In the coming decade I see us building on this understanding of the biological mechanisms underlying autism applied in the clinic (and schools and community) to help us develop targeted approaches; to help make social interaction and communication easier, to help reduce behaviors that get in one’s way of learning or accomplishing what they want, and to manage challenges that often accompany autism, such as sleep problems or gastrointestinal disorders , while at the same time maintaining and supporting the unique traits and skills that everyone brings to the table. By providing supports that are specific to a given individual based on biology, we can eliminate wasted hours and resources on ineffective supports, we can speed up interventions to reduce the likelihood of additional problems developing, and we can increase access to care for all. The promise of precision medicine in autism is not science fiction, it’s real and it’s on the horizon.
While these scientific advances toward precision medicine move forward over the next ten years, I also anticipate another transformative change. And that is that we will build on the wave of community awareness that has built since the mid 1990s and evolve that awareness into community inclusion. Only too often I hear stories of individuals and families feeling isolated from their communities because of the challenges associated with autism. So, while science is helping us provide resources and skills to support individuals with autism and their families, our providers and educators need to provide resources and skills to our community, such as businesses and institutions, so that our individuals with autism and their families are truly included into the fabric of the community. True inclusion is the best form of support for individuals and families impacted by autism as there is no way to practice the critical skills of social interaction and communication, if the community isn’t open to a person practicing and developing those very same skills. This, of course, can only be successful if the community is actively listening to individuals and families impacted by autism. And I anticipate greater opportunities for collaboration and dialogue between individuals and families impacted by autism, scientists, clinicians, educators, and policy makers.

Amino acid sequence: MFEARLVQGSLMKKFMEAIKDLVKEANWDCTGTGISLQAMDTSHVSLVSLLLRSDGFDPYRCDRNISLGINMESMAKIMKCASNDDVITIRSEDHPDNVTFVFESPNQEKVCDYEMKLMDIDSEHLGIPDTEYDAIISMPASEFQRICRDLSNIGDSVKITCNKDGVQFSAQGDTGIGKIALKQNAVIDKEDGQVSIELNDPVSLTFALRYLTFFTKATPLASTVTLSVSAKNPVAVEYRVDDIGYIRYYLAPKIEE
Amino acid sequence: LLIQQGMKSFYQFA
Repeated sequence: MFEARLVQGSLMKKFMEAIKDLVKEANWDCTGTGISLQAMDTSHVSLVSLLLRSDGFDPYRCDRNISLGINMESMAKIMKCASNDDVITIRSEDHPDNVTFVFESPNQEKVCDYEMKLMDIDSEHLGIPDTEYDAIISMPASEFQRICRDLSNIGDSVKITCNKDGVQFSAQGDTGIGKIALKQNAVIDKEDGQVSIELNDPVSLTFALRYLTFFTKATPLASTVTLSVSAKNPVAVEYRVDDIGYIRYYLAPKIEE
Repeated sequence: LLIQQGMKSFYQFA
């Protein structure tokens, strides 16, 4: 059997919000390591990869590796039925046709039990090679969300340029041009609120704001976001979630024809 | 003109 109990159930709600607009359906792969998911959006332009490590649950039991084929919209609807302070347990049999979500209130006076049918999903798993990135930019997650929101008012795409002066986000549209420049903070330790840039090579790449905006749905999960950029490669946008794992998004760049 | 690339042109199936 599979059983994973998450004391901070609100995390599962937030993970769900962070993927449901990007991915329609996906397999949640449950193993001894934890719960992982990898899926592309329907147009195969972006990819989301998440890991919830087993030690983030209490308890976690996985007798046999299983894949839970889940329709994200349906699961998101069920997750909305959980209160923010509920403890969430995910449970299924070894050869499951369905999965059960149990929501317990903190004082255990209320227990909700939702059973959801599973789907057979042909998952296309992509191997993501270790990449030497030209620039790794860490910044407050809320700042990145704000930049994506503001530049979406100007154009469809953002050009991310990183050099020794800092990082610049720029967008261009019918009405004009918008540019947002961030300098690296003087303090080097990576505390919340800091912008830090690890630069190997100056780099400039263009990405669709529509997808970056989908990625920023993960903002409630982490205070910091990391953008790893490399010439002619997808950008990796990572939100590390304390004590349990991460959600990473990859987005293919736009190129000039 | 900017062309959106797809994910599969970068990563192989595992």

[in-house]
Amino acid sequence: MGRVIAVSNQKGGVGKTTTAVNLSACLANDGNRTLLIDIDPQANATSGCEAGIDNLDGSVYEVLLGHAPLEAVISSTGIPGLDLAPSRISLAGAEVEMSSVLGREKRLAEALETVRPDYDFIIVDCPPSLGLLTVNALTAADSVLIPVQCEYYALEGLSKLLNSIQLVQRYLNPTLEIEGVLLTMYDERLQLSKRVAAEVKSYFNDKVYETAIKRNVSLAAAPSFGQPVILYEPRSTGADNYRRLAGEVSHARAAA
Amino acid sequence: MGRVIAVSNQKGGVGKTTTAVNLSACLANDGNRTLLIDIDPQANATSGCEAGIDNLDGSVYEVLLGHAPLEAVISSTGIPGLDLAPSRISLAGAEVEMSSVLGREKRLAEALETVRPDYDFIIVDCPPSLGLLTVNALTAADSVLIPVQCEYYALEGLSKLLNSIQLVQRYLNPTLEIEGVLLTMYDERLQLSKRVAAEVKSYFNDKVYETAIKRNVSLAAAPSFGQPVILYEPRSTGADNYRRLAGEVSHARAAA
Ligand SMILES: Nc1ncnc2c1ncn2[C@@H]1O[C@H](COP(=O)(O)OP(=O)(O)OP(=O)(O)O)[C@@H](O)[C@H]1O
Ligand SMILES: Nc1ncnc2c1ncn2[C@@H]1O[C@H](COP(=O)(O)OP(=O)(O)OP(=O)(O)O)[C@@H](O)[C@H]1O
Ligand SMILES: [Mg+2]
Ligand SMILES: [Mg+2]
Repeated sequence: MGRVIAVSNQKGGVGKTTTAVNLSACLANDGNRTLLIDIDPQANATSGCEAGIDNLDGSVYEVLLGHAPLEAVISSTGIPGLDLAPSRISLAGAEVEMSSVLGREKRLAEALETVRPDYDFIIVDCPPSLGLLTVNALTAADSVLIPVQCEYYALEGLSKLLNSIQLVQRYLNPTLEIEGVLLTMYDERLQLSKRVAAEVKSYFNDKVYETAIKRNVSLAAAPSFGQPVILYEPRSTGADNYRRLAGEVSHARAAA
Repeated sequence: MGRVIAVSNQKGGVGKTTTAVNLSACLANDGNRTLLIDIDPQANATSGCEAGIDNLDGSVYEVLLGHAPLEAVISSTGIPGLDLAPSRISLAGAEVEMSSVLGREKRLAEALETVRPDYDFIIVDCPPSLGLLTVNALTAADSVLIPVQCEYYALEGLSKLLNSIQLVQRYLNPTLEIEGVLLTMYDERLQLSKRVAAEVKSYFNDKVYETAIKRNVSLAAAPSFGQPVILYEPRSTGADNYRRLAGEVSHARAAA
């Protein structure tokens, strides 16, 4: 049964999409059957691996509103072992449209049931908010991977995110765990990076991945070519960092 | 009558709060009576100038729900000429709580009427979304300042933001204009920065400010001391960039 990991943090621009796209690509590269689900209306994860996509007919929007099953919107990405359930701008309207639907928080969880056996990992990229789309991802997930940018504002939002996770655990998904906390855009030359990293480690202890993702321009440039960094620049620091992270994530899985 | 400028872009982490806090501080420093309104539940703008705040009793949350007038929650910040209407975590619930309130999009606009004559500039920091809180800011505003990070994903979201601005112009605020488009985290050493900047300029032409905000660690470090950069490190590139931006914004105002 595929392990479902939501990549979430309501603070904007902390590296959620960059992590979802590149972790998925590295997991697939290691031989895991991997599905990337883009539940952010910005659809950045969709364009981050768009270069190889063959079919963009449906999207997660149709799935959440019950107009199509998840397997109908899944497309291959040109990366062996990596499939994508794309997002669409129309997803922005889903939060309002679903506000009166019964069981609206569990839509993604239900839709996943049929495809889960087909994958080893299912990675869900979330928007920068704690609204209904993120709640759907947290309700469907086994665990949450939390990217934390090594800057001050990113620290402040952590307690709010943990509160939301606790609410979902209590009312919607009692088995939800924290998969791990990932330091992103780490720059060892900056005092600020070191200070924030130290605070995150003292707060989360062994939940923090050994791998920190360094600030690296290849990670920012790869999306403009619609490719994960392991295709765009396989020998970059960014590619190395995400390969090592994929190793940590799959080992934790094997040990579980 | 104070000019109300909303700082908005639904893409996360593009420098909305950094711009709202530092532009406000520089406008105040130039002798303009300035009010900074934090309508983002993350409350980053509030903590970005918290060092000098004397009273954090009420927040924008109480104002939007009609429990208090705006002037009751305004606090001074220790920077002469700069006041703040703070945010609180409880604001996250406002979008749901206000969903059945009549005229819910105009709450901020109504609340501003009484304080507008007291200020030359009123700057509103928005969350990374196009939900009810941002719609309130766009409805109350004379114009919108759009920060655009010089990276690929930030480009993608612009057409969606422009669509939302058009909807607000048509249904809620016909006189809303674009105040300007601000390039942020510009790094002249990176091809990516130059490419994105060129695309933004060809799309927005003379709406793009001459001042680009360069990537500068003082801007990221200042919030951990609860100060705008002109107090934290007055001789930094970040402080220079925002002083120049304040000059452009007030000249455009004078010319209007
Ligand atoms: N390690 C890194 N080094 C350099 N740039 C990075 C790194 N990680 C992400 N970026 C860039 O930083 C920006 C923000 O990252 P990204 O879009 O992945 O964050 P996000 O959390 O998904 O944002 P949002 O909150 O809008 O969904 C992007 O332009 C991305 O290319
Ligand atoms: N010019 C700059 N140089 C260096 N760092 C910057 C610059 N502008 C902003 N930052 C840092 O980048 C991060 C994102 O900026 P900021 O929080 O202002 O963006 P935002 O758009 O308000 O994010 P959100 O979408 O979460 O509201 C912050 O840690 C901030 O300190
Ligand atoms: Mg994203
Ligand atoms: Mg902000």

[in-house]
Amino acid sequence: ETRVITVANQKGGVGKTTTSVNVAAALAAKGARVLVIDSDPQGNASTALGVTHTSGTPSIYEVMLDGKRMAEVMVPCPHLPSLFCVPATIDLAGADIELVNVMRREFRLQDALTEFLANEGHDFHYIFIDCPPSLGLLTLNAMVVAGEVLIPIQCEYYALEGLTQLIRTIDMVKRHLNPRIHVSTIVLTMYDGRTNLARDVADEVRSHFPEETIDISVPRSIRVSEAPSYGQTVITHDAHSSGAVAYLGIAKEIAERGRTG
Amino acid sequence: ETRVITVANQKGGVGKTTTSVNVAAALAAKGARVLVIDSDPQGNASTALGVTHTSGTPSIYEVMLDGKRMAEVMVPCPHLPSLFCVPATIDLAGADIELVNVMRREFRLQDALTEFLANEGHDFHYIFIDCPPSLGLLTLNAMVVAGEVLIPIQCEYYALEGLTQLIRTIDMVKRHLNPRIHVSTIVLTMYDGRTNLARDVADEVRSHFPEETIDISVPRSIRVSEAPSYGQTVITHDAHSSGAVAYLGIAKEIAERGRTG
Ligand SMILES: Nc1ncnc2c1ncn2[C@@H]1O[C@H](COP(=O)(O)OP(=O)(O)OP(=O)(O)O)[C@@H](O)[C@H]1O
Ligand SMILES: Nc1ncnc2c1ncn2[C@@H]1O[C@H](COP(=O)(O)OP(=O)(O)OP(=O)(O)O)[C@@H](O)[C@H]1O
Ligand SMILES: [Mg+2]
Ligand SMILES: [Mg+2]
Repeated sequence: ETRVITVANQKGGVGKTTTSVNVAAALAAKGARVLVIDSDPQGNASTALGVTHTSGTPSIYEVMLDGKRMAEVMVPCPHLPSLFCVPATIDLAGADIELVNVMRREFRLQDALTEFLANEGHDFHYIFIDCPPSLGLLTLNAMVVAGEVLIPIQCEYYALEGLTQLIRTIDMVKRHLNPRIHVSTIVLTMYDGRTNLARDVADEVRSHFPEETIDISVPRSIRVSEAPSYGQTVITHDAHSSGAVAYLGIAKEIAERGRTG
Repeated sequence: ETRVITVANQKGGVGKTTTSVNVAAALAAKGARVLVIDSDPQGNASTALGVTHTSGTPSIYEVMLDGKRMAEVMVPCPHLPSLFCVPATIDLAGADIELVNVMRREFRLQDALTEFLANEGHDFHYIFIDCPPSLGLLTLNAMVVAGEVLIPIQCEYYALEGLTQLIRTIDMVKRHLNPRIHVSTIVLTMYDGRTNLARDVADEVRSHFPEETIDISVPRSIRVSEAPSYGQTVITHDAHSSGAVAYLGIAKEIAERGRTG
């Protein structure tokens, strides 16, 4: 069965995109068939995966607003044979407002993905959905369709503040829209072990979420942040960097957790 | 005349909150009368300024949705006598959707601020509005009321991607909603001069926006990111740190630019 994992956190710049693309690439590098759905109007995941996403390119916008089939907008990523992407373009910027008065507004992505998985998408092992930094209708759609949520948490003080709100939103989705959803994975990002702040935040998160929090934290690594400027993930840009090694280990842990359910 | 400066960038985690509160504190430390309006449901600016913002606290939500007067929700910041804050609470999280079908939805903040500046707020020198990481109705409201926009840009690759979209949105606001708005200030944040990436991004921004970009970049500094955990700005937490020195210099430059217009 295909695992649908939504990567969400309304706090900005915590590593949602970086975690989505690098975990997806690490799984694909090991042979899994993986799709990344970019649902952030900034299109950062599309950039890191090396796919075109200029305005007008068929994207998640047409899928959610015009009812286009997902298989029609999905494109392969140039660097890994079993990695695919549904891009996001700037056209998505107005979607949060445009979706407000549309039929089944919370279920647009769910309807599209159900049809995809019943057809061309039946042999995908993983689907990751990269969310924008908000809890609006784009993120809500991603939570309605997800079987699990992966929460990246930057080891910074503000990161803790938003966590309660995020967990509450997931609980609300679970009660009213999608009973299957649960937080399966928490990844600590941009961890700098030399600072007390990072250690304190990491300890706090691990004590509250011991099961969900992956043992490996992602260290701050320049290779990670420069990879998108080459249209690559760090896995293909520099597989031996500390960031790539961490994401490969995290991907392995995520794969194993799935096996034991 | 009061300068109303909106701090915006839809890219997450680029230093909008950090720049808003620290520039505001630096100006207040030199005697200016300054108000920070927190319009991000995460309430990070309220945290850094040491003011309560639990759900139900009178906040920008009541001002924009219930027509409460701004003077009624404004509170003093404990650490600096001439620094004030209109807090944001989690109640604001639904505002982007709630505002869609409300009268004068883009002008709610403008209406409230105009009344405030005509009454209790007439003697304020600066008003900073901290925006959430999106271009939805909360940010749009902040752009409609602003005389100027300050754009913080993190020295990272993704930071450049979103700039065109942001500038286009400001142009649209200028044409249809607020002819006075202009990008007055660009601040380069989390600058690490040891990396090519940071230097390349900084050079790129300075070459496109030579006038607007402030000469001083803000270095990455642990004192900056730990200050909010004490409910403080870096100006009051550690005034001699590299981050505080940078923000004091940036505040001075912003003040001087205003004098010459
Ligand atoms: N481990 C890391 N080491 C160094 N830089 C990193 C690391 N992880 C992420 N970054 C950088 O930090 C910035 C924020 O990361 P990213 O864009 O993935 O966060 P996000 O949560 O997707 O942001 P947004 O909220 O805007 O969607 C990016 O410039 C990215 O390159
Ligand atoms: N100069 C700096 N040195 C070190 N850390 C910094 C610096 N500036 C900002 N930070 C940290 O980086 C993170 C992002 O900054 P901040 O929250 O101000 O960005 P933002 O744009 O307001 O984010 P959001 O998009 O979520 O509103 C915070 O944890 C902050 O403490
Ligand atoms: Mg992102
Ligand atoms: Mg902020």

As I peer into my ‘crystal ball’, in the next decade I see continued growth of opportunities in the here and now for families coupled with more precise supports made available for each individual impacted by ASD because of scientific advances. And I see these advances continue because of the collaboration between philanthropy, scientists, clinicians, educators, and most importantly, individuals and families impacted by autism. In fact, as I sit here at my computer typing these thoughts, I realize that I’ve changed my mind.. I don’t think I’d care if I did have a real crystal ball…I’m not that interested in running away and joining the circus. There are too many exciting things that will happen in the world of autism over the next ten years and I want to make sure I’m here to see them all !!!